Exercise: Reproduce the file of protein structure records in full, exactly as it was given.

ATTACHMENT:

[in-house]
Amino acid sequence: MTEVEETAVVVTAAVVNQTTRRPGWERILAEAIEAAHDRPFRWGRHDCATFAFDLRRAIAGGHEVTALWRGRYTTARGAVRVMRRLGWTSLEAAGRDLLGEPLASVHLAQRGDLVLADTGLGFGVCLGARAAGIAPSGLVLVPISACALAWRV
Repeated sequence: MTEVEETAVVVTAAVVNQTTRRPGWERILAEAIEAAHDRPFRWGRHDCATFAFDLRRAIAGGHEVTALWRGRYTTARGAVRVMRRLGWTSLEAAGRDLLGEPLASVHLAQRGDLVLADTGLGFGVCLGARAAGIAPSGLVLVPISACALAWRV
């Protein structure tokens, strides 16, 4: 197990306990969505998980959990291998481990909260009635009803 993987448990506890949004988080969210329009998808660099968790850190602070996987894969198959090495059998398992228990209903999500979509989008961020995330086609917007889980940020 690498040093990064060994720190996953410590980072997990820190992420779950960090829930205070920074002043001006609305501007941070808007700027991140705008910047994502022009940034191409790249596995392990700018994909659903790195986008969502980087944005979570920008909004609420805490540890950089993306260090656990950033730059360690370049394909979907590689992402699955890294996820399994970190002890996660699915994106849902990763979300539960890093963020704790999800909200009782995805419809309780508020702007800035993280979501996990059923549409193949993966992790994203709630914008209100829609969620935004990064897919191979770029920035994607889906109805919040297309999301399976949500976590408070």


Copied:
[in-house]
Amino acid sequence: MTEVEETAVVVTAAVVNQTTRRPGWERILAEAIEAAHDRPFRWGRHDCATFAFDLRRAIAGGHEVTALWRGRYTTARGAVRVMRRLGWTSLEAAGRDLLGEPLASVHLAQRGDLVLADTGLGFGVCLGARAAGIAPSGLVLVPISACALAWRV
Repeated sequence: MTEVEETAVVVTAAVVNQTTRRPGWERILAEAIEAAHDRPFRWGRHDCATFAFDLRRAIAGGHEVTALWRGRYTTARGAVRVMRRLGWTSLEAAGRDLLGEPLASVHLAQRGDLVLADTGLGFGVCLGARAAGIAPSGLVLVPISACALAWRV
């Protein structure tokens, strides 16, 4: 197990306990969505998980959990291998481990909260009635009803 993987448990506890949004988080969210329009998808660099968790850190602070996987894969198959090495059998398992228990209903999500979509989008961020995330086609917007889980940020 690498040093990064060994720190996953410590980072997990820190992420779950960090829930205070920074002043001006609305501007941070808007700027991140705008910047994502022009940034191409790249596995392990700018994909659903790195986008969502980087944005979570920008909004609420805490540890950089993306260090656990950033730059360690370049394909979907590689992402699955890294996820399994970190002890996660699915994106849902990763979300539960890093963020704790999800909200009782995805419809309780508020702007800035993280979501996990059923549409193949993966992790994203709630914008209100829609969620935004990064897919191979770029920035994607889906109805919040297309999301399976949500976590408070």